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Afghanistan and us: another view

Afghanistan and us: another view

Prof. Emeritus (History) Robert Malcolmson offers a response to Scott Kemp's article “The Real Lessons of Afghanistan?”, Issue #4, 2010.

On September 11, 2001, I was preparing to meet for the first time my first-year lecture course on “Modern World History”. This introductory class was to start at 11:30 a.m. and, among things, I had planned to distinguish between geological history and human history, and to raise for discussion the meaning of “modern”. But the events in the United States that morning made me think hard and wonder how, if at all, I should change my script. In fact, since I concluded that anything I might say would be banal and poorly informed, I made only a few brief remarks at the end of the class suggesting that the events of this day would almost certainly have major long-term consequences for international affairs.

Prof. Emeritus (History) Robert Malcolmson Prof. Emeritus (History) Robert Malcolmson (Photo by Patricia Malcolmson)

Still, while saying little I was trying to figure out how this crisis for the United States was likely to unfold. The facts from that day indicated that the death toll from these attacks was likely to be at least as high as that from the attack on Pearl Harbor – the only other major assault on American territory in modern history – and that the US was bound to respond robustly, just as it had after December 7, 1941.

Any American President in this situation had to strike back hard. (One who didn’t would probably be impeached.) Action against Afghanistan, which harboured Al-Qaeda and was then diplomatically recognized by hardly any other nation, was inescapable. At the same time I knew that all foreign interventions in Afghanistan during the past couple of centuries had failed. The country was a graveyard for uninvited outsiders. But maybe, I thought, the combination of American might and American wealth, if effectively deployed, might tame this still largely tribal society. Moreover, almost all the world was, quite remarkably, at that moment on America’s side (even Iran – no lover of the Taliban – was in 2001-02 trying to be helpful).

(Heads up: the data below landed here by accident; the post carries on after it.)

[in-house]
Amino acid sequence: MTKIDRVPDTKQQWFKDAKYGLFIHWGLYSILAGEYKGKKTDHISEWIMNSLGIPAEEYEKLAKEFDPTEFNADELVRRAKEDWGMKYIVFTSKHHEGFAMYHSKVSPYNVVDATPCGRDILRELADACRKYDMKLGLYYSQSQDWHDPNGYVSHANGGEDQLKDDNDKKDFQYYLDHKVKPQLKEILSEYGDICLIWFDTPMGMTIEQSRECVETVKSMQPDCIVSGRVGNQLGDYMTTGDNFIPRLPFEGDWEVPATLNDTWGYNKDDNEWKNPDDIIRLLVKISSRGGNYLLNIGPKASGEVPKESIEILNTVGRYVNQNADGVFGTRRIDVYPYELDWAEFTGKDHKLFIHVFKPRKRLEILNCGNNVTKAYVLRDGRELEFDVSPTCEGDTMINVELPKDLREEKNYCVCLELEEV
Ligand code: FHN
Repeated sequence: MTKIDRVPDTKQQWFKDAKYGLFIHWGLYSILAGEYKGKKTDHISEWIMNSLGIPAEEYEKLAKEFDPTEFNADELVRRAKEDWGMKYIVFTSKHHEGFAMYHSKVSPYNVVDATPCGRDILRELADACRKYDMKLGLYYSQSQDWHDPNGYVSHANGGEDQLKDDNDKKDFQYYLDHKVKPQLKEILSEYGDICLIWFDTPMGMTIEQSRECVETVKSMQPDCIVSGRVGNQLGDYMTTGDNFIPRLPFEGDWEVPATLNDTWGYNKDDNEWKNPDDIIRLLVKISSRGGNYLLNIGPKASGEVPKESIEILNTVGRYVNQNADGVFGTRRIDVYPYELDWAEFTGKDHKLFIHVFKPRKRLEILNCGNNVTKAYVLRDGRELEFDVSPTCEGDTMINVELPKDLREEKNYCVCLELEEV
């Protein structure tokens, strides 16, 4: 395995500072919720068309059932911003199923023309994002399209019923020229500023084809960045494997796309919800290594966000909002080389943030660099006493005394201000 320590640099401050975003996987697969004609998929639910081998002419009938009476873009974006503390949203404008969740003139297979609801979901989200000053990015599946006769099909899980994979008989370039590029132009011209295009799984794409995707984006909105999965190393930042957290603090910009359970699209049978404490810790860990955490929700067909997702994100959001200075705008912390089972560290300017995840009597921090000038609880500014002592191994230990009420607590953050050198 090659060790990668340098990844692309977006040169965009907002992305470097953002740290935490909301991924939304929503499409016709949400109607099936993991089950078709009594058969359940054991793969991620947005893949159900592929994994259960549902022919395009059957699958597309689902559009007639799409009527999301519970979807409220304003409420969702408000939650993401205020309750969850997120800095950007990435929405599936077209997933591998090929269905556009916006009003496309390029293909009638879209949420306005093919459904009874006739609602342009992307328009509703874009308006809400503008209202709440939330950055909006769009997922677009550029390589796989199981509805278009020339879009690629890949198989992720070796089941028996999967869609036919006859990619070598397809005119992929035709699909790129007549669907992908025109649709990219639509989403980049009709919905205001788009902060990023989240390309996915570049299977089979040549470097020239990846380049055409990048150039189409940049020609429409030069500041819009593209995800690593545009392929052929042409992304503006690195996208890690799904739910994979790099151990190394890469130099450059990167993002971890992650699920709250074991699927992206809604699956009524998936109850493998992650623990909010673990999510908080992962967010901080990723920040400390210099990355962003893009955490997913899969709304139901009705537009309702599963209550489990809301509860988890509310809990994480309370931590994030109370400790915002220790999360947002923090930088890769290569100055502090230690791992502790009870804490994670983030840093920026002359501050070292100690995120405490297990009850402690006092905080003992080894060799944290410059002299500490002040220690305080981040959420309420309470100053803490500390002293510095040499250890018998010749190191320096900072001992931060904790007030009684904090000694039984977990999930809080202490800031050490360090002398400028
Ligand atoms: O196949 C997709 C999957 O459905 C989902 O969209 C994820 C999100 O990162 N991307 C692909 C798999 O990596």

The U.S. threw away many of the advantages it enjoyed for a few months after September 11, and it shot itself in the foot by diverting most of its attention from the legitimate mission in Afghanistan to the illegitimate one in Iraq.

The mass murders of September 11th could make only a dent in American power. The U.S., the sole surviving superpower, was too strong, too rich, and too resilient to be weakened by this blow. So what could the attackers be thinking of? What did such a tiny body of men hope to accomplish? No doubt they had different objectives, but the one I thought most likely was that they hoped to provoke the US to respond in some irrational manner, to over-react, and thus get itself into major trouble.

This, in fact, is just what happened during the following year and a half. Rather than make a serious investment in Afghanistan, Washington used 9/11 as an excuse to invade Iraq, with the disastrous consequences that have now been overwhelmingly documented. The US threw away many of the advantages it enjoyed for a few months after September 11, and it shot itself in the foot by diverting most of its attention from the legitimate mission in Afghanistan to the illegitimate one in Iraq. Now, several years later, the US and its allies, including Canada, routinely confront the harsh probability that what might be done in Afghanistan is too little, too late. Current allied actions are bound to be tarnished by the nine preceding years of failure – NATO’s stated objectives have, for the most part, not been achieved – and many facts on the ground suggest that progress is modest, in some parts of the country even non-existent.

Canadian forces on patrol in Afghanistan Robert Malcolmson wonders just how successful  the NATO mission to Afghanistan has been. (Department of National Defence photo)